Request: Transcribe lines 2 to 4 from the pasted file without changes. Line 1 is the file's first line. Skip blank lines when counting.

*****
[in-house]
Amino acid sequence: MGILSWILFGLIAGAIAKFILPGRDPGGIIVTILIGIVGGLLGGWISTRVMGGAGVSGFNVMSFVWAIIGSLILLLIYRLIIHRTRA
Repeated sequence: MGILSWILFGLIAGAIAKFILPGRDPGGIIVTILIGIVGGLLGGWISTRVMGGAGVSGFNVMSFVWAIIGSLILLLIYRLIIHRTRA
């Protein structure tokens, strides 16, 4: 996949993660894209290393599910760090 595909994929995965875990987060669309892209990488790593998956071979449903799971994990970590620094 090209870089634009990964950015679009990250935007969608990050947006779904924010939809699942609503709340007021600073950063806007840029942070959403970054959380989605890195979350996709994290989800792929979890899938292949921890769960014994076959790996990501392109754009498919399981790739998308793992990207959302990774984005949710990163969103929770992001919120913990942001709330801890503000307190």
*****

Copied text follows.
Amino acid sequence: MGILSWILFGLIAGAIAKFILPGRDPGGIIVTILIGIVGGLLGGWISTRVMGGAGVSGFNVMSFVWAIIGSLILLLIYRLIIHRTRA
Repeated sequence: MGILSWILFGLIAGAIAKFILPGRDPGGIIVTILIGIVGGLLGGWISTRVMGGAGVSGFNVMSFVWAIIGSLILLLIYRLIIHRTRA
């Protein structure tokens, strides 16, 4: 996949993660894209290393599910760090 595909994929995965875990987060669309892209990488790593998956071979449903799971994990970590620094 090209870089634009990964950015679009990250935007969608990050947006779904924010939809699942609503709340007021600073950063806007840029942070959403970054959380989605890195979350996709994290989800792929979890899938292949921890769960014994076959790996990501392109754009498919399981790739998308793992990207959302990774984005949710990163969103929770992001919120913990942001709330801890503000307190």